First and foremost I was getting better in the lab. My recording techniques were getting better. In the first volume I didn't even really do any overdubs. I starting getting to the point were I was one-taking my verses, which is where you have to be. I started collaborating with a few emcees on that one as well, whereas the first installment was completely solo. Whenever your collaborating there's always a tendency to come harder then usual, so I feel naturally that Volume II has a little more edge. I cut down the length of the tape as well, made it a little shorter and sweeter. People's attention spans are not what they used to be. A lot of the songs only have two verses total.

One of my favorite tracks from The Well-Made Bars Mixtape Vol. 2 is "Let It Be." What was the concept behind the track and who developed the concept for the video?

Thanks man. That tune is one of the older ones I recorded from that first tape I was working on in the lab. I guess it stood the test of time. Basically I think every emcee goes through a phase where they feel like no one knows who they are, yet they feel like they were destined to be a great emcee. So that song comes from that place. There is a lot of ego on the line in hip hop, and sometimes that makes people spiral outta control. It's very easy to look like a cornball as well. That record was about me taking it down a notch, and just telling people this is what I'm doing, this is what I'm about, you need to "Let It Be." Also, "Let It Be" is a great lyric from a massive Beatles song of course.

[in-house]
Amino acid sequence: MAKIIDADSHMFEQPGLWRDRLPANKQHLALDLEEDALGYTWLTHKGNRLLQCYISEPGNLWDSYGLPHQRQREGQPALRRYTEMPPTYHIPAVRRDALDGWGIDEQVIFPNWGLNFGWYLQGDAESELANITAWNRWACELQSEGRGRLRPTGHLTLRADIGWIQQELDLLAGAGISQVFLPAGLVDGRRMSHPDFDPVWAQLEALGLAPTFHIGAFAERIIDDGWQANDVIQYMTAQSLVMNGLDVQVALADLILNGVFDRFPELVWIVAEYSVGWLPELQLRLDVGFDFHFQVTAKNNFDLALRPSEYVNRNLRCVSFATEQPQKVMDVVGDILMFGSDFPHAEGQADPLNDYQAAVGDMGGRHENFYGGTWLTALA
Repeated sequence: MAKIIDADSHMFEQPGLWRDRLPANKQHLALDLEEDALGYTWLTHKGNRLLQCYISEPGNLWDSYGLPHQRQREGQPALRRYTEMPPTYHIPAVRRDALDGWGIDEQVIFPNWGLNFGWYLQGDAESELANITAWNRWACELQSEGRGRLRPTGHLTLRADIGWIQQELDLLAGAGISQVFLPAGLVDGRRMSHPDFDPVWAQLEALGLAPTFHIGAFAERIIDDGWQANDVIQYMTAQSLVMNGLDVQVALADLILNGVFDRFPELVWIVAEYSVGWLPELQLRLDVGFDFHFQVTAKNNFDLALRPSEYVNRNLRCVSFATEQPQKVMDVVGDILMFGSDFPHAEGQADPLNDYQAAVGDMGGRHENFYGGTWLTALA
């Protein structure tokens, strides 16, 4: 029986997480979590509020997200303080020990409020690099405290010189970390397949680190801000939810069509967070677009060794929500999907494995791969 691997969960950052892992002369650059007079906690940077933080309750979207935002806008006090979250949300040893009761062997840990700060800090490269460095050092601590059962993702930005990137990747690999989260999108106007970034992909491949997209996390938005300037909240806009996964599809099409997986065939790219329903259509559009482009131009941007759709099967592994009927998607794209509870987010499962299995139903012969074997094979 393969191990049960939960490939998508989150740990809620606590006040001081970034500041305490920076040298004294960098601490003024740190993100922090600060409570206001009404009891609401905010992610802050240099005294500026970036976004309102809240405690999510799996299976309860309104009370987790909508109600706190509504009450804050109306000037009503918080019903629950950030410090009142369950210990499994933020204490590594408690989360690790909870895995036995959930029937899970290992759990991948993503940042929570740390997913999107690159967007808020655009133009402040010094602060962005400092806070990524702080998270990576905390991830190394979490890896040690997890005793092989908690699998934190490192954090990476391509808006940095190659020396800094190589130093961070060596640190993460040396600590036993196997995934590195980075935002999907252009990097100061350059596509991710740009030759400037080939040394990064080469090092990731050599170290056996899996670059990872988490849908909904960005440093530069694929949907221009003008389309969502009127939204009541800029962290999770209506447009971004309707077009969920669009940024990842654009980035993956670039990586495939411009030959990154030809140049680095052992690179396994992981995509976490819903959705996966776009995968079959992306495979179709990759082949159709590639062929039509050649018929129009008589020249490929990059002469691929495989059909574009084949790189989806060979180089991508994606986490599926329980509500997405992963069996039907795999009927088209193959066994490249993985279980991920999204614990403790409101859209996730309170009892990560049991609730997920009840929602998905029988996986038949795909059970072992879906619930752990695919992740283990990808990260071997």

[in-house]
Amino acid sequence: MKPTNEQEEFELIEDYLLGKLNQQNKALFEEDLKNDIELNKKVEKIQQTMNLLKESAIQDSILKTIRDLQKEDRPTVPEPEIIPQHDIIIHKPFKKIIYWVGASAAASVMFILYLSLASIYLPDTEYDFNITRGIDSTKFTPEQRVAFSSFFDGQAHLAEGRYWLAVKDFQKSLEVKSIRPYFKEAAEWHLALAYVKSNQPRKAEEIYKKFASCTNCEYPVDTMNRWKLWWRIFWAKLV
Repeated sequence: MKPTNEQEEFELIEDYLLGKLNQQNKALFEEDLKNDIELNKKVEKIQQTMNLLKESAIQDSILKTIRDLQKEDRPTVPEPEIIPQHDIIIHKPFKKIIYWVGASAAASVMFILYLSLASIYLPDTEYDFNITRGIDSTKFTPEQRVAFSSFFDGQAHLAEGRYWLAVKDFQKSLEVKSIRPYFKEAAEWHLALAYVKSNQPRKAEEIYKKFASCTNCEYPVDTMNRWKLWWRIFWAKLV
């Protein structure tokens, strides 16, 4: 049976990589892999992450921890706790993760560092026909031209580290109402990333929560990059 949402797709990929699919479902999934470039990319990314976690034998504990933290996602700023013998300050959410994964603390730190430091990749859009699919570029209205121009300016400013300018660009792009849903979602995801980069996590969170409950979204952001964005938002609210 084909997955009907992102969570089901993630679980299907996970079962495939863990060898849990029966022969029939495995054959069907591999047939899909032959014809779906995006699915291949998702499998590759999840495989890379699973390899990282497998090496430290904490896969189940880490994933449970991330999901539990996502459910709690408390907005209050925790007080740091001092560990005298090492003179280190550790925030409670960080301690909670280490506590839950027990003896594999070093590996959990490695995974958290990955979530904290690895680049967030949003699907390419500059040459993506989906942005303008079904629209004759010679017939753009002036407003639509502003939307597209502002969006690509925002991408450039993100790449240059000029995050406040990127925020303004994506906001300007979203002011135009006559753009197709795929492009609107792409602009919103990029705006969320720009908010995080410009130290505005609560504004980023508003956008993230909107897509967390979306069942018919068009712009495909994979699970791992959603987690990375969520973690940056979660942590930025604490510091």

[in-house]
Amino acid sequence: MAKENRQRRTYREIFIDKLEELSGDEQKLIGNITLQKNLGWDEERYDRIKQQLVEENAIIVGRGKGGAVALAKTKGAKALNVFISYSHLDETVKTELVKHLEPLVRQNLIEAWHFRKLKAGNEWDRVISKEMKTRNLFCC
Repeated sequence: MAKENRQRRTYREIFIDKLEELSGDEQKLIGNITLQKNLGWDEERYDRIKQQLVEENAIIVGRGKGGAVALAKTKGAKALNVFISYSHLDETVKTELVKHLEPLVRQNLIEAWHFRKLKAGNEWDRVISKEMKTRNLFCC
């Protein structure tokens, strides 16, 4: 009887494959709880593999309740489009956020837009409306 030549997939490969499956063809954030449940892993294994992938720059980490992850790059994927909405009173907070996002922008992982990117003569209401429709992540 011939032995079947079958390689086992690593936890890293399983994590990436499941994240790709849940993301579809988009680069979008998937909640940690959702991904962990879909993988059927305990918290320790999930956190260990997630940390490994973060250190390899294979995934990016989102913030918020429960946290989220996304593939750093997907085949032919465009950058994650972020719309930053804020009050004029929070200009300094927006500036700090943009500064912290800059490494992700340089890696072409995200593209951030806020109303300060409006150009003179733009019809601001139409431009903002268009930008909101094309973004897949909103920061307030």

I pretty much co-directed the video. I like to pick locations that I have an attachment to so that naturally the video has a little meaning. I also think of certain shots that symbolize things on their own. I have them in my head, and that's what kinda makes for the skeleton of the video before we go and shoot. Then we run out and start shooting and we try and catch other interesting shit on the fly. In "Let It Be" were in the heart of down town Toronto on a roof top catching the city in its waking hours. That song is really about living a dream, and catching the city at that time is like watching possibilities unfold to me. Shout out to Ed Wong, he's my go to video guy.

Are there any plans to work on a third volume?